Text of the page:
Judge dismisses petition to impeach Honolulu prosecutor
HONOLULU — A circuit court judge on Monday dismissed a petition for the impeachment of Honolulu Prosecutor Keith Kaneshiro.
The petition was filed by Oahu businessman Tracy Yoshimura.
The judge cited procedural issues regarding electronic signatures to meet a Honolulu provision requiring 500 registered voters to sign a petition.
Yoshimura’s attorney says he will file a new petition with hand-written signatures rather than pursue an appeal.
Kaneshiro’s attorney says his client is happy with the decision.
Yoshimura says Kaneshiro should be impeached because he is a target of a U.S. Department of Justice investigation into government corruption and cases prosecuted under his authority could be compromised.
Kaneshiro has been on voluntary paid leave since March.
Council to hear concerns about rundown condo
HONOLULU — The Honolulu City Council this week will talk about the condition of a vacant condominium, which neighbors have spent more than a decade complaining about.
The unoccupied building in a five-unit complex has been empty for 20 years and has a history of complaints about break-ins, drug use and graffiti with the city.
The condominium is in Waikiki and has drawn further attention because nearby buildings have been newly renovated.
The council will address those concerns.
Owner Norman Nip says the 9,500-square-foot property is for sale, but an agreement will only be made under the right conditions. Nip previously turned down two multimillion-dollar offers.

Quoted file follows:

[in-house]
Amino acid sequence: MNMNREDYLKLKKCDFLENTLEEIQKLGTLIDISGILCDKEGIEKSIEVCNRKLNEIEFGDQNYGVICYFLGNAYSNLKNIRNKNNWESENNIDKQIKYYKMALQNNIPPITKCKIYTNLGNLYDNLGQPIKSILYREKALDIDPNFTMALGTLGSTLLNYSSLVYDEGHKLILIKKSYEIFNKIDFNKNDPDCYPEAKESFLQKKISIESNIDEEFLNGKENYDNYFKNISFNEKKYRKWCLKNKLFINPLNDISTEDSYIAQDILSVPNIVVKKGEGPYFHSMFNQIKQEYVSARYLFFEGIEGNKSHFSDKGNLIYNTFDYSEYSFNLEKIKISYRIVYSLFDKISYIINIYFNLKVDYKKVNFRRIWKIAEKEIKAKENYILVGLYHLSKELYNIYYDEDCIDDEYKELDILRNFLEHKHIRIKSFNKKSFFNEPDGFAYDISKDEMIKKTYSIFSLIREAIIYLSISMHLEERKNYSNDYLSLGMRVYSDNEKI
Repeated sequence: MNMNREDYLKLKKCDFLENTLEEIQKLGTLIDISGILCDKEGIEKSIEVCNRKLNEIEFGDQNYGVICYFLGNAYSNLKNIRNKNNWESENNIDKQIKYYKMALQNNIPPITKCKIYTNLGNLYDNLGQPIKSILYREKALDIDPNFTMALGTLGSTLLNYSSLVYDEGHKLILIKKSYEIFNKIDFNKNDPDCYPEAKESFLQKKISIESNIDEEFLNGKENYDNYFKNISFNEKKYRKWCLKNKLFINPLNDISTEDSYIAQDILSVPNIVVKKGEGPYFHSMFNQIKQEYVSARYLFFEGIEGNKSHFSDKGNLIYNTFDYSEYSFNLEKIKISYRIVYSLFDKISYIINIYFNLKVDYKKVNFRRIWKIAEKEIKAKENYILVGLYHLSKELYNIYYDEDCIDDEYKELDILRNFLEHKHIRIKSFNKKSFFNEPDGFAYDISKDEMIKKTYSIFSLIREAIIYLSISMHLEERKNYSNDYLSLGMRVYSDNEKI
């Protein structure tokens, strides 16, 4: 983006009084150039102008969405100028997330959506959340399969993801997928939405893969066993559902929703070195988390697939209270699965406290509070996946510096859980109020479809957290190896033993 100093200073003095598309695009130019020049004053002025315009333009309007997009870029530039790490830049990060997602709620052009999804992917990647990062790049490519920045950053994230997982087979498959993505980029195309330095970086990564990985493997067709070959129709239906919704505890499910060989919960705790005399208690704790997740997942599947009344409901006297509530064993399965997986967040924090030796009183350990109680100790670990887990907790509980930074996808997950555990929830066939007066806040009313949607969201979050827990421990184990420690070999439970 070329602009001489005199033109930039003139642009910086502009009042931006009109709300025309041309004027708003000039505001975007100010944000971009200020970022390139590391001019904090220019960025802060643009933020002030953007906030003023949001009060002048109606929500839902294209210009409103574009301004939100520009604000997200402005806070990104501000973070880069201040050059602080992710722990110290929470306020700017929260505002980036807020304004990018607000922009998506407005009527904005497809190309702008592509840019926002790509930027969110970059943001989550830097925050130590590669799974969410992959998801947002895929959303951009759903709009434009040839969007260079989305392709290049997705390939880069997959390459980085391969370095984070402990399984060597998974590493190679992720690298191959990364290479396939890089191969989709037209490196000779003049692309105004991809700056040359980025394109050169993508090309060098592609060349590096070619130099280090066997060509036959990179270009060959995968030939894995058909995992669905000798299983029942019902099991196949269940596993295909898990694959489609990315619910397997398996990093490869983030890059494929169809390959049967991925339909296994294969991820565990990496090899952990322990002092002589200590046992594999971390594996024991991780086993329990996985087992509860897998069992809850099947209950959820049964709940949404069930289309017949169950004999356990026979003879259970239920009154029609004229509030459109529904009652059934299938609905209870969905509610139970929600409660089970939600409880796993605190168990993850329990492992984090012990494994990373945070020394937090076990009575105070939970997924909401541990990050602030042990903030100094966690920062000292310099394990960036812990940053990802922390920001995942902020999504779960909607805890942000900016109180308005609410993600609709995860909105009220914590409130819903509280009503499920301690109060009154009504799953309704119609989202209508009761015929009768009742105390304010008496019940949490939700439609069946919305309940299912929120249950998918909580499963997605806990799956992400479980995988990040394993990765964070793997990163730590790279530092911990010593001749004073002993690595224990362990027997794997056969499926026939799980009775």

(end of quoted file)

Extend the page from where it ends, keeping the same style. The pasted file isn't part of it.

“After you paint it, someone puts graffiti on it, and we have homeless people all around the place,” Nip said. “Why do I have to bend down and cater to their likes and needs because it doesn’t look up to their standards?”
The city Department of Planning and Permitting has issued eight violation notices since 2008, which all were corrected. Recently, the department investigated the property in June but found no reason to cite the owner.
Watermark Association of Apartment Owners president Kim Hadden says the building is a fire hazard.
Neighbors hope a new law that created a five-year pilot program to spur redevelopment will help conditions at the complex.
Soldier killed in Korean War returned home
CINCINNATI — An Ohio soldier reported missing in action in the Korean War and later identified through DNA is returning home.
Eighteen-year-old Roger Woods was reported missing in action after fighting in the vicinity of Kochang, Republic of Korea, on July 29, 1950. The Defense POW/MIA Accounting Agency said the U.S. Army later issued a “presumptive finding of death” for Pfc. Woods.
Remains found in a grave in South Korea and sent to the National Memorial Cemetery of the Pacific in Hawaii in 1955 were identified last year as Woods.
Woods’ coffin arrived Tuesday morning at the Cincinnati/Northern Kentucky International Airport and traveled by procession to Evans Funeral Home in Goshen in Clermont County.
The funeral is set for Thursday, followed by burial at Goshen Cemetery.